Although the electric vehicle manufacturing process isn’t carbon-neutral, once an electric or hybrid car rolls off the production line, it’s more eco-friendly (and cheaper to run) than its combustion-engined equivalent.
Only if you need to. Otherwise, charge your EV according to your needs. Unnecessary overcharging will cause the battery to deteriorate more quickly than it otherwise would.
Yes. Electric cars use single-gear automatic transmission.
EVs are fitted with single-gear automatic transmission.
You can charge an EV with a portable charger. However, at present, these are very expensive. In any case, with more than 38,000 public charging connectors around the UK, there’s really no need.
A single gear, yes.
It depends where the charger is located. If it’s situated within a carpark that normally charges to park, you may have to pay a parking fee. That said, the majority of public access points don’t charge for parking.
This depends on the car. The Renault ZOE, for example, takes approximately 36 minutes to charge (20% to 80%) at a rapid-charging (50 kW) station.
This will vary from vehicle to vehicle. For instance the Kia EV6 is capable of a maximum 328-mile range.
Hybrid cars are self-charging. Plug-in hybrid electric vehicles (PHEVs), on the other hand, require external charging. Timescales will vary depending on the vehicle. For example, the Mazda CX-60 PHEV’s battery takes about 90 minutes to go from 20% to 80% when using a fast-charging (7 kW) domestic wallbox.
Per kWh, a battery in 2010 cost roughly £763. In 2021, the price fell to about £87. In 2023, the estimated average price for a battery is just shy of £5,400. However It’s worth noting that most car manufacturers provide an eight-year (100,000 miles) battery warranty.
No. Electricity isn’t free. However, in relative terms, it’s cheaper to charge a car than it is to top it up with petrol/diesel.
It’s powered by an electric motor which is provided energy by a high-capacity battery which requires manual charging (at home, at work or with a public connector).
This will vary from car to car. However, electric cars are cheaper to run than their combustion-engined counterparts.
It’s a process that feeds energy back into a hybrid or electric system. Hybrid vehicles, for instance, rely chiefly on regenerative braking to recharge the battery.
The average distance is about 180 miles.
Range varies from car to car. The Renault Megane E-Tech, for example, is capable of a 280-mile range.
Actually, they’re less likely to go wrong because an electric drivetrain is made up of fewer working parts than a traditional combustion engine.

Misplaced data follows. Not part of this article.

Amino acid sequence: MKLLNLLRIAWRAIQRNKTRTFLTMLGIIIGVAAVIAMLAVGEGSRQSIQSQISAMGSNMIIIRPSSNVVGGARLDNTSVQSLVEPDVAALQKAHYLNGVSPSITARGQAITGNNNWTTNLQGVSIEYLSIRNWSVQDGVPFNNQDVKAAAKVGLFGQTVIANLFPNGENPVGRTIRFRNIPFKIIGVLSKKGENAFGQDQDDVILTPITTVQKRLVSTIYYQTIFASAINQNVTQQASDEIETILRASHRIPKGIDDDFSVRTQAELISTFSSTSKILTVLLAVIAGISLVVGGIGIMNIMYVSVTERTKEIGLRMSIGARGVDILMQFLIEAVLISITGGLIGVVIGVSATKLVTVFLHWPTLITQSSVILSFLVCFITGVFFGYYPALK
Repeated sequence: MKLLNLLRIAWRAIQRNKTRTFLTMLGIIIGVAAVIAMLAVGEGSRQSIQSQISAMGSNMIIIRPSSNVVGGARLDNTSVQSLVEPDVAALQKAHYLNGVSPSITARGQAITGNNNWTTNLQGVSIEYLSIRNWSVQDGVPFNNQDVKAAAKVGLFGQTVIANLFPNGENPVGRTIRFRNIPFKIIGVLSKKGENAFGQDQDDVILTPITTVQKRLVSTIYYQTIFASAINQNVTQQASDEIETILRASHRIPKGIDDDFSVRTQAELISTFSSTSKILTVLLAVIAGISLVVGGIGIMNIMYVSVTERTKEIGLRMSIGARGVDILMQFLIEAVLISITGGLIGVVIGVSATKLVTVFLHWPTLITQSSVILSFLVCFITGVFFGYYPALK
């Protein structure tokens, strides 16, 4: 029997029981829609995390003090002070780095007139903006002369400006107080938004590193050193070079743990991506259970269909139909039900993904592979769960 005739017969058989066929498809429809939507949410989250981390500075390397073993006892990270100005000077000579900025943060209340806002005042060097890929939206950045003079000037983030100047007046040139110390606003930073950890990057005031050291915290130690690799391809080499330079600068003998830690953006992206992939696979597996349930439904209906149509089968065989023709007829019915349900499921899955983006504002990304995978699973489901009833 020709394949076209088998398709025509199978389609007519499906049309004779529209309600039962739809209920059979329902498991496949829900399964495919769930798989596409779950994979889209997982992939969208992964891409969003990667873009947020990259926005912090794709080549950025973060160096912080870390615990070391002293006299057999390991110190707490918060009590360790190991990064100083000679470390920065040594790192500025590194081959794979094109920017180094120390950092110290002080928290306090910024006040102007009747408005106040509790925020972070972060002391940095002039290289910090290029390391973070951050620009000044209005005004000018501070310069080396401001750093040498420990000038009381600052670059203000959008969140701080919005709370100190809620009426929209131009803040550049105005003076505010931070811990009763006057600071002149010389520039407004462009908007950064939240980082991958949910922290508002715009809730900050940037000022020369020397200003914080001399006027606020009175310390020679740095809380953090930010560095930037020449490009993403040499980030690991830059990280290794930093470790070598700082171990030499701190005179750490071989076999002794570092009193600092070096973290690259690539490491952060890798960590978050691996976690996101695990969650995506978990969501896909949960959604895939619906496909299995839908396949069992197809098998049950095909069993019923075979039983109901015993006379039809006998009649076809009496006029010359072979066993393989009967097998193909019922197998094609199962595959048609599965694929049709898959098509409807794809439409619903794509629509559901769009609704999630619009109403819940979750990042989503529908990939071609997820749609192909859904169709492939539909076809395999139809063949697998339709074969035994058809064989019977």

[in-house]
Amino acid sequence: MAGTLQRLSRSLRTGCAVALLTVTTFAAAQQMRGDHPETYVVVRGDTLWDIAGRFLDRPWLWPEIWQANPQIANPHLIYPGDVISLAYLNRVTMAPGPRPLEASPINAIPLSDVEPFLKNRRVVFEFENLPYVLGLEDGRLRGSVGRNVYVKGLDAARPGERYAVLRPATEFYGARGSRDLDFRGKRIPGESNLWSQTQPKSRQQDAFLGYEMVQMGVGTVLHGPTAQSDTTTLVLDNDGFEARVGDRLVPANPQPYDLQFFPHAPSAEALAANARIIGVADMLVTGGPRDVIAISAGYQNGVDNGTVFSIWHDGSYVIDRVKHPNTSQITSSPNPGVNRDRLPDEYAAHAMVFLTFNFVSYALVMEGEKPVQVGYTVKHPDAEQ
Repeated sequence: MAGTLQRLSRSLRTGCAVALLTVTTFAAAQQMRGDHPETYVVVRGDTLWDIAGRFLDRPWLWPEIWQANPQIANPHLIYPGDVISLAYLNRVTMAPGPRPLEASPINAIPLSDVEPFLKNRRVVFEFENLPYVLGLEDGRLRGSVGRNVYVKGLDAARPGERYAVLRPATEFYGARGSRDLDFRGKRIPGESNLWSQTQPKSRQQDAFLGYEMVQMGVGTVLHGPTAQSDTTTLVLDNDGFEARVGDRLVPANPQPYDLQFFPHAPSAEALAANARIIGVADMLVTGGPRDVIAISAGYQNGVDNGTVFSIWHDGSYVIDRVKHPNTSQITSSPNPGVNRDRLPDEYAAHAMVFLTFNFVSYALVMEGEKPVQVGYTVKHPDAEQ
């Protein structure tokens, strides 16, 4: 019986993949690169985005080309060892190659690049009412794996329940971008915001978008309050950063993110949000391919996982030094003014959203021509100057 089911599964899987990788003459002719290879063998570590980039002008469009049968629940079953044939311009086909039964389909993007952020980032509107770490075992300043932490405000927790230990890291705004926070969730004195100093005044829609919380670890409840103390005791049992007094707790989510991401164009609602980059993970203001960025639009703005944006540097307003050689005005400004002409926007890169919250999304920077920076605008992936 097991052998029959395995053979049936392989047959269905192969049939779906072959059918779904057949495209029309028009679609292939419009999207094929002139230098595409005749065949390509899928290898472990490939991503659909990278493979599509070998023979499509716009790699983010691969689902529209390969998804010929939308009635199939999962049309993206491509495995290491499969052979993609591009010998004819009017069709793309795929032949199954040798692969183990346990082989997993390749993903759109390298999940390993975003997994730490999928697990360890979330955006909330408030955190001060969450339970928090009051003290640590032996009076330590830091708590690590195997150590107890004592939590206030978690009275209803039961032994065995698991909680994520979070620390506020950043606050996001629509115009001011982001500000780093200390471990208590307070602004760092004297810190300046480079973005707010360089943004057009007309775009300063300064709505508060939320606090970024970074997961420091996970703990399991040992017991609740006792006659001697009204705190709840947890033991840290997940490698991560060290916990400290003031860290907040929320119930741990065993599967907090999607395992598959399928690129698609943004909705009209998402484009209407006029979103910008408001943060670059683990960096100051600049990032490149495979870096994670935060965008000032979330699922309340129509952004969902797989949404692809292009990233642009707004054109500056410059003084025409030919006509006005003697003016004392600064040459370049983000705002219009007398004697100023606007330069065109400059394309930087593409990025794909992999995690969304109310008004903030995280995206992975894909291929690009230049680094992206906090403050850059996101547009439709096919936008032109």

An electric car is 100% electric. A plug-in hybrid vehicle runs mainly on fuel but can run for 25 miles (on average) using electric power only. Most hybrid cars can’t run solely on electricity (the motor/battery is there merely to assist the combustion engine).
Undoubtedly, more EVs will come to Motability. At the moment, several Honda, Kia, Mazda and Renault electric and hybrid vehicles are available through Motability at Brayleys.
Not unless you’re a qualified electrician with specific EV charger knowledge.
Around 5-10% per month. Whatever the increase, it won’t cost as much as it does to fill up a car with fuel.
Just the one.
They tend to, yes. This is because an electric drivetrain doesn’t have as many working parts as a regular combustion engine.
Oil (for transmission) and coolant (to chill the battery) will need to be topped up (and changed, but less often than with a regular car). Since electric and hybrid cars use regenerative braking, brake pad and disc wear-and-tear isn’t as much of an issue as it is with combustion-engined vehicles – but they will need replacing every now and then. In most other respects, the service is the same.
EVs are more expensive than regular cars – but prices are coming down all the time. Please check our electric and hybrid ranges to discover current vehicle costs.
Electric vehicle insurance differs little from regular car insurance. The main distinction is damage to and/or cover against battery damage.
The bigger the battery, the longer the range. If you have a particular EV in mind, please click on the model on our website to learn about how far it can travel.
Extreme heat or cold tends to affect range. For instance, if it's very cold outside, you’re more likely to raise the cabin temperature, which will drain battery power. The same applies to hot weather and air conditioning.
Apart from extreme temperatures, the main detriment to EV range is frequent, full-throttle acceleration. Strong wind can have an impact too, by causing greater resistance which requires the powertrain to work harder. Old or worn tires will almost certainly impact battery efficiency. Also, the more weight an EV carries, the harder the powertrain will have to work to compensate.
Please take the time to browse our range of electric and hybrid vehicles – and if you have any questions, get in touch today.
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